And if you’re allergic to most animals — as I am (only the kinds with fur though! reptiles are fine!) — then there is an added layer of unfulfilled biophilia. Those fortunate people who have the ability to care for fur-covered creatures: what lucky sons-of-bitches. I hate them and their puppy dogs and their kittens and their Nigerian dwarf goats. I hate them all, every last one of them, those lucky SOBs. For what did I have as a pet when I was a child, dear reader? Yes, that’s right: if you guessed Olaf, the red newt, then you, madame, have won a completely unresponsive and marginally-brained prize. (Which is not to say that Olaf was not mourned to an embarrassing extent when he died after five years of life in his smelly, semiaquatic glass prison.)

At any rate: Brooklyn. He’s sleeping behind me at this very moment, all four limbs stretched out to the side, his right front paw pushing slightly against the small rise that separates dining area from children’s play room.

When Brooklyn is sleeping, or almost sleeping, or when you rub both his ears in a very particular way, he makes an incredibly comforting low, growling sound. I wish I could make such a sound to signify a similarly deep feeling of peace or relaxation. We humans go on and on about language, our unique one-up on the animal kingdom, and yet even a short visit with a tiny fraction of all-creatures-great-and-small reveals sounds that no human can satisfyingly mimic.

Next up: the corkscrew. Brooklyn suffers from a relatively common inbred Shepherd malady: hip dysplasia. He can get around just fine, but the malformation (ugly word — sorry, Brook, you malformed loveable monster!) asserts itself when Brooklyn wants to lie down. Thus will commence the corkscrew maneuver (patent pending). The pain is coming; Brooklyn knows it. But sleep and rest can also not be denied. Brooklyn finds a suitable place — preferably on carpet or grass — and he turns completely around two or three times. The movement is slow and careful. I’ve never actually measured the circumferences, but the first twist seems minutely wider than the second, the second slightly larger than the third. Imagine a tapered wine opener with only a trio of revolutions and you will have described the corkscrew of Brooklyn’s nap preparations. And thus he layeth himself down, spinning slowly into the earth from whence he came, from whence he shall return.

Finally, for now at least: The Way of The Eating, according to Brooklyn, the Shepherd dog.

Step 1: Lie on your belly, your front paws around your dish.

Step 2: Do nothing, just sit there and perhaps think about the immense and particular quandaries inherent in dogginess.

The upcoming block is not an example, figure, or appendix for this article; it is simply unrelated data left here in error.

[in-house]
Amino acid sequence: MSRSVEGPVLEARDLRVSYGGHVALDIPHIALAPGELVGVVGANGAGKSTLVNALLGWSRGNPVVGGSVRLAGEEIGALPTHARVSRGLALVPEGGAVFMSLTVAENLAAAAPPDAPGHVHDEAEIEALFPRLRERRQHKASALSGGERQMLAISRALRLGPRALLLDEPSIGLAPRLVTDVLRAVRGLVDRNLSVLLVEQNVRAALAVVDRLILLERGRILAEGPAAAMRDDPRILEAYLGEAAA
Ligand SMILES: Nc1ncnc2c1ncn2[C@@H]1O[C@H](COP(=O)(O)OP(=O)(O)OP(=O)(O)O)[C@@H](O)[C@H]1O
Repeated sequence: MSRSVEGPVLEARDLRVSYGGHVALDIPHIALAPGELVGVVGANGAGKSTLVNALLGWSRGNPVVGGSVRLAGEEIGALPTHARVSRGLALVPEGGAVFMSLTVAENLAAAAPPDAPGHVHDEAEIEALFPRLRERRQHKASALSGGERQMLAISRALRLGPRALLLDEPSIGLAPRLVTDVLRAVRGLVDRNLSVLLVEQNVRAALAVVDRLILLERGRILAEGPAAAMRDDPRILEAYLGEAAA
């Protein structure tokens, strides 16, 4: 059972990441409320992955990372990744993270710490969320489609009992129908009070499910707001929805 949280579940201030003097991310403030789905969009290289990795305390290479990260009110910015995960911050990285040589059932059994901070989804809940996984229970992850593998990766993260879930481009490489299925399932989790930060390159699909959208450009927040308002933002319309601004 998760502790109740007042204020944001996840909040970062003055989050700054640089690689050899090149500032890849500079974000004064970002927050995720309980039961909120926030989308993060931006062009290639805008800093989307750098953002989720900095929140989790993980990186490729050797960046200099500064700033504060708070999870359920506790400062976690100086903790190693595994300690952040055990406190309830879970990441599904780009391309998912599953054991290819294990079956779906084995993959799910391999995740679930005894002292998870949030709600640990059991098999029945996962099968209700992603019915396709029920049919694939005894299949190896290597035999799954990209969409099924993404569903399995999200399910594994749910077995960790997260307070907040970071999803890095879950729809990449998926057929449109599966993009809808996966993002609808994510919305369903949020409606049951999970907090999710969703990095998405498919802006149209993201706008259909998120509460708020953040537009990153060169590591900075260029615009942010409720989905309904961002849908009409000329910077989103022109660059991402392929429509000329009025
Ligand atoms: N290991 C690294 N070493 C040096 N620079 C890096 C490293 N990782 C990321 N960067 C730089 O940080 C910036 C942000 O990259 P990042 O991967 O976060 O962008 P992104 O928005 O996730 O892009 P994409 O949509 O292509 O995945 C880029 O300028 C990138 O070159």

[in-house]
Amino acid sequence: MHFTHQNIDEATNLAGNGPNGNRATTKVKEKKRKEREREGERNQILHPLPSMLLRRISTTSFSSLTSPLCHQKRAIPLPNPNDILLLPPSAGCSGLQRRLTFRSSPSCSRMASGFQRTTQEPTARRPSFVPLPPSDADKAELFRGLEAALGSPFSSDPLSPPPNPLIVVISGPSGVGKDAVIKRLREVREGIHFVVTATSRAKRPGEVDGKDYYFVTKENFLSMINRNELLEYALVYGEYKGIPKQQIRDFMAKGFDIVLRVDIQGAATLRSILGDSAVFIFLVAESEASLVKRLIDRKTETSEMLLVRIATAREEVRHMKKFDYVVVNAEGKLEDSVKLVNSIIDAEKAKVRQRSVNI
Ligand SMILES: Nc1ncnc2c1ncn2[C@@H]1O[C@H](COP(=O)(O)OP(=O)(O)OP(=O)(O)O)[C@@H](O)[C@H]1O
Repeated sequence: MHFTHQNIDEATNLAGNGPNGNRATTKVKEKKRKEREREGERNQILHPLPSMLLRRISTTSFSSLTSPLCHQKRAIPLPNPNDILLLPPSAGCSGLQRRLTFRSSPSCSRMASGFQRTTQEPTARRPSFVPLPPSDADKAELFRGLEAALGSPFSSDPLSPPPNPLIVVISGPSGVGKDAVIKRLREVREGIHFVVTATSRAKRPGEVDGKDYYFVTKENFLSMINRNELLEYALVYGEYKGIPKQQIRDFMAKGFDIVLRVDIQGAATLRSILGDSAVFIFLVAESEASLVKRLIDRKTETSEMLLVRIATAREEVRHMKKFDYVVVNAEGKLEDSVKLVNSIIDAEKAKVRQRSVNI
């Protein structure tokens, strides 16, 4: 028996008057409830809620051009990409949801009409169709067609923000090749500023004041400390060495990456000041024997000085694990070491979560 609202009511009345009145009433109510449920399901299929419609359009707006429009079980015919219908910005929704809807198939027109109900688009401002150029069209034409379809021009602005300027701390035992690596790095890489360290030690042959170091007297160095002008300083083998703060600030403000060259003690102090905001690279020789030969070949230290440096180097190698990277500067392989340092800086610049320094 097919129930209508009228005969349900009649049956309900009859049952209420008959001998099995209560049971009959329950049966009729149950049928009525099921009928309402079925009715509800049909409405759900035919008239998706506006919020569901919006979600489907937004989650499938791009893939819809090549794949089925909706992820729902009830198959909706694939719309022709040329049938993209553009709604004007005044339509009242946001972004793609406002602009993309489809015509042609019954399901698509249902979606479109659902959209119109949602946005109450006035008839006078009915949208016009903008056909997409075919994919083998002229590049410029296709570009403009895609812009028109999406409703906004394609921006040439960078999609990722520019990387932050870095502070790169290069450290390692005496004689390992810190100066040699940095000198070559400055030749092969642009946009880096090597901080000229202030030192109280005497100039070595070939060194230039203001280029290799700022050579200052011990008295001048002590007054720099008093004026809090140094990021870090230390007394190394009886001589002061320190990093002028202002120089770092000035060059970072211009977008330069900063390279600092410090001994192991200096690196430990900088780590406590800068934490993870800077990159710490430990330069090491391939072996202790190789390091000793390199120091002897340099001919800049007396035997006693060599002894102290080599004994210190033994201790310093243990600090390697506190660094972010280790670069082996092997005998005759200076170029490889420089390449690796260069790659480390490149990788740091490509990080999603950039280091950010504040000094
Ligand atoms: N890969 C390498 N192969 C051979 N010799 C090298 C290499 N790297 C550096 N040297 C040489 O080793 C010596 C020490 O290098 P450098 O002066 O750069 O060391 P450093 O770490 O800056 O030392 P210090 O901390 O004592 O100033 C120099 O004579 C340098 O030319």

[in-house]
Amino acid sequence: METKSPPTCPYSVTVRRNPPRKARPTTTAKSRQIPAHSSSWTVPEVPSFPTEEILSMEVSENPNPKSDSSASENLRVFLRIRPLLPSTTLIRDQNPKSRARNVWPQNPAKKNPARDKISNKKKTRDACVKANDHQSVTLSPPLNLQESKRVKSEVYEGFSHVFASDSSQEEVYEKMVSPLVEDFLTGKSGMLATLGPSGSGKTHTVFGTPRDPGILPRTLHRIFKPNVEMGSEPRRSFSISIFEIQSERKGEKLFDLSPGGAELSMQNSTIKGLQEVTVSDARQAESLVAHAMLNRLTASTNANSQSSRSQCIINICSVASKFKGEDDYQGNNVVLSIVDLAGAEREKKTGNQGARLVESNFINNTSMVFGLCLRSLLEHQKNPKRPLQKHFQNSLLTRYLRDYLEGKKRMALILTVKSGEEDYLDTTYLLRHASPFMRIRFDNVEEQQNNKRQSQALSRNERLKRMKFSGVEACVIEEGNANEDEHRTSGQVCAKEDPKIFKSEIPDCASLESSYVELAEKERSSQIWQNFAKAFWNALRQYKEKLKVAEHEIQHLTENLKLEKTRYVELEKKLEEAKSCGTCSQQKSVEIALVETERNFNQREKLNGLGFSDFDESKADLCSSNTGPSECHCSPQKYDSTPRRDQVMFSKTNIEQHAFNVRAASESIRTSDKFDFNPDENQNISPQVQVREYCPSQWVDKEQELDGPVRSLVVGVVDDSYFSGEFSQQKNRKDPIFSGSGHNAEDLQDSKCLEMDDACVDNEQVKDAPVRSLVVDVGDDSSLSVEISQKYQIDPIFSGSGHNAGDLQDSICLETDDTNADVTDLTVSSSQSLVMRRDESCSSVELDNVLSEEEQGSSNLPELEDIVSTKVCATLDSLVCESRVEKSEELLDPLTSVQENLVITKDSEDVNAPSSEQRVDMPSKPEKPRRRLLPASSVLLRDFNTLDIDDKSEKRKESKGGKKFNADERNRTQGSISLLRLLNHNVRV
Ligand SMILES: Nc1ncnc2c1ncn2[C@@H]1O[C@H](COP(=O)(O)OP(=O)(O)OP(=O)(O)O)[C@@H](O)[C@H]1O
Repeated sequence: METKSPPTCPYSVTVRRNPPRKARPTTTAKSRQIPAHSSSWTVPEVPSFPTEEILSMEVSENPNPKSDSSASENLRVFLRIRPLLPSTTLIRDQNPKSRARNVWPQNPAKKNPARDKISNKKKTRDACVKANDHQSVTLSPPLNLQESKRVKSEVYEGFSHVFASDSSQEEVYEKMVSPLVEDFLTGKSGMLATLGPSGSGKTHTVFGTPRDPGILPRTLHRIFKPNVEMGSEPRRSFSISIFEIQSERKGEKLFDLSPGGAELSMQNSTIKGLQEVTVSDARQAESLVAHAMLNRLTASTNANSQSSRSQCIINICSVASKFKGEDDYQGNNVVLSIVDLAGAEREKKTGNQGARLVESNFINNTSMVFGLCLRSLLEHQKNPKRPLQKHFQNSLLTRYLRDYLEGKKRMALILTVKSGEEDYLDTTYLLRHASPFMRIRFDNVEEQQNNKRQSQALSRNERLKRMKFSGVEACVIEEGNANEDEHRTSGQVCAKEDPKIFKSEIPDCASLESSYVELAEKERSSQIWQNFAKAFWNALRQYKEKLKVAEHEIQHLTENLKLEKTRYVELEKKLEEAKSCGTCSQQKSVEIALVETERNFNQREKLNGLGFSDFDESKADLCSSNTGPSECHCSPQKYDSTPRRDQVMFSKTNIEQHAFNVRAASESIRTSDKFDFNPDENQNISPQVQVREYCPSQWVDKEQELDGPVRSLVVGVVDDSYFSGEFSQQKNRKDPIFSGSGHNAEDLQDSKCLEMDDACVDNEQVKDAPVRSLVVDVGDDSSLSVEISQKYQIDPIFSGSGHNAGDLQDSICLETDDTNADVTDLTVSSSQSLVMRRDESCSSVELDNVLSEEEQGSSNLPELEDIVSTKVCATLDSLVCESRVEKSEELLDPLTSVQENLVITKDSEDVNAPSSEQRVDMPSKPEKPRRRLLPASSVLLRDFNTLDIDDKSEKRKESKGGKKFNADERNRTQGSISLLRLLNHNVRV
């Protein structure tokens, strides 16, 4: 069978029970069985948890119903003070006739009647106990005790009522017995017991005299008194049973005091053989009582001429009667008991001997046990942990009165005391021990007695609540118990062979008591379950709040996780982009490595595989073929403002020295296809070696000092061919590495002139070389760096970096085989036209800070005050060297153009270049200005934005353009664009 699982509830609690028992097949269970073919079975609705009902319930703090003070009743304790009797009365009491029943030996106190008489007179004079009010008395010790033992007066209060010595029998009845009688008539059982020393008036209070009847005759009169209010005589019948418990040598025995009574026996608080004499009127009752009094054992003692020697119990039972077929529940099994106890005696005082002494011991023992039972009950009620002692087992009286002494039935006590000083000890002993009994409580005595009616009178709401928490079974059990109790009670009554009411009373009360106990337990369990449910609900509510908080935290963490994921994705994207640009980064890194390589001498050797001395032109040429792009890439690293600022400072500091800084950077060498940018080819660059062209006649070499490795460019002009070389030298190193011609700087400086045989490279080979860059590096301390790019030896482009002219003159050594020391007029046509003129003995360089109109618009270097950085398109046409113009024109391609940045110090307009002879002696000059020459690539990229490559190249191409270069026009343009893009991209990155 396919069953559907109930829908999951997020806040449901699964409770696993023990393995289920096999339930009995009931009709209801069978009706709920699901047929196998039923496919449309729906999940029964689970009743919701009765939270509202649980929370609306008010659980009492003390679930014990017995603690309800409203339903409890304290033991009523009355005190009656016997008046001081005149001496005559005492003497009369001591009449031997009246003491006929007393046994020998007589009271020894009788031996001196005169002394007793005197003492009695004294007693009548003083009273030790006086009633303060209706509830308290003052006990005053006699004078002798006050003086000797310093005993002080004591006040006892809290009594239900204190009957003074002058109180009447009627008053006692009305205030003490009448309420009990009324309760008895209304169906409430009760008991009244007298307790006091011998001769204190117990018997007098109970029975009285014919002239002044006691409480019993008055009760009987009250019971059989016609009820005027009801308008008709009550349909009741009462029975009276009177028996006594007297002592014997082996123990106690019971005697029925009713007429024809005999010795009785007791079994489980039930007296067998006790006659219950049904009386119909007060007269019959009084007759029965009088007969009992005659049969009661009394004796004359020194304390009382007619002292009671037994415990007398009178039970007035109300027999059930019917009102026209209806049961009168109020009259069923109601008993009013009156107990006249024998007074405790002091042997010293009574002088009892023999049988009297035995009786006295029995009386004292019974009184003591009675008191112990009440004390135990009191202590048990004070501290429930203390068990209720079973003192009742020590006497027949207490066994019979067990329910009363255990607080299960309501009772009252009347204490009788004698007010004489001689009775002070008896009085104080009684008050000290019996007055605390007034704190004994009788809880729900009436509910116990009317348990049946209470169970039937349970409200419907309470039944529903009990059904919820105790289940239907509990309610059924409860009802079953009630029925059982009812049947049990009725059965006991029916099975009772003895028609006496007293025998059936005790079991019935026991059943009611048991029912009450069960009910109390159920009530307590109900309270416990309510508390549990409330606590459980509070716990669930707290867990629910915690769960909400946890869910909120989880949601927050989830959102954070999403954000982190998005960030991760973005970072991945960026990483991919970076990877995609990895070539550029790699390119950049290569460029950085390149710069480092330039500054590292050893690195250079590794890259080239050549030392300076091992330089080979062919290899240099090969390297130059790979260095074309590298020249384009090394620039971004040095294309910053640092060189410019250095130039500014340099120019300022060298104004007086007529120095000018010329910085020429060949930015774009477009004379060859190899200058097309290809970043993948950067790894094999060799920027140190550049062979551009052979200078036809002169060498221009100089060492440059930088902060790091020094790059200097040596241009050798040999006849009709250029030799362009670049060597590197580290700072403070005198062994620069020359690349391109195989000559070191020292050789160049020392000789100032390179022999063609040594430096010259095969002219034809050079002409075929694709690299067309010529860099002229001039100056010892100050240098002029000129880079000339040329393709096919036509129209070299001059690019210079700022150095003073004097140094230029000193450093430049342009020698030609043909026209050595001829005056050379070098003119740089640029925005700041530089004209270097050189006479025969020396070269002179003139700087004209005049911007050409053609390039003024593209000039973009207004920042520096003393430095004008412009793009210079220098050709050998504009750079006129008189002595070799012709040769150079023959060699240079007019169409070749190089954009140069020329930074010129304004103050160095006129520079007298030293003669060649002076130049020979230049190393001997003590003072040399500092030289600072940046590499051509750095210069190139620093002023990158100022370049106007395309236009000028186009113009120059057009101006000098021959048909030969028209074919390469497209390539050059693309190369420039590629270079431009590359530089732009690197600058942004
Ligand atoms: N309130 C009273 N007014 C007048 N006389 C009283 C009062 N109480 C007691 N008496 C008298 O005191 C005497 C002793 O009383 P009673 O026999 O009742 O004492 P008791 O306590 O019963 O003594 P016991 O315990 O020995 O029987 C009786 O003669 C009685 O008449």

Step 3: More nothing, more thinking. If a human is looking at you, look back at him or her, your eyes expressing an acute and mysterious sense of anxiety.

Why does God allow suffering?

Step 4: Begin licking. Always lick your dry dog food first. Always. Did I mention you should always lick your dry dog food before eating it? Well, you should. Don’t be an idiot, lick your dog food before you eat it. Sure, some of the nuggets will spill on the surrounding carpet, but that’s to be expected. They will eventually be placed, magically, back in your dish anyways so why not lick to your heart’s content? To eat without licking is to experience joy without wagging one’s tail. Which is to say that the pleasures of life must be appreciated and anticipation (often finding a corporeal form in “the lick”) is a form of appreciation.

Step 5: Eat. Food goes into mouth. Mouth is raised. Chewing commences. Repeat. Variations are allowed. Sometimes chew while jaw remains lowered, several inches over food; sometimes turn head and chew.

The Eating

Step 6: There is no step 6. The first rule of the eating is to eat. (Though only after the licking.) When you have finished the eating (after the licking), then the eating is finished. When you have finished the writing about the eating, then the writing is finished.

Three-City Walk: Photographic Evidence Only, Please

21 Feb

One of WiP’s standard walks takes us through three cities: Pasadena, San Marino, and South Pasadena. Here are the photographic relics of a recent three-city ramble.

Sometimes a boy just needs to scrawl his heart's true feelings for all the world to see.

Free opinions and junk: sound familiar, blogosphere?

Open Trench Warfare.

Quotes from Lennon and Camus used to sell Valentine's Day crap. Well done, America. Well done.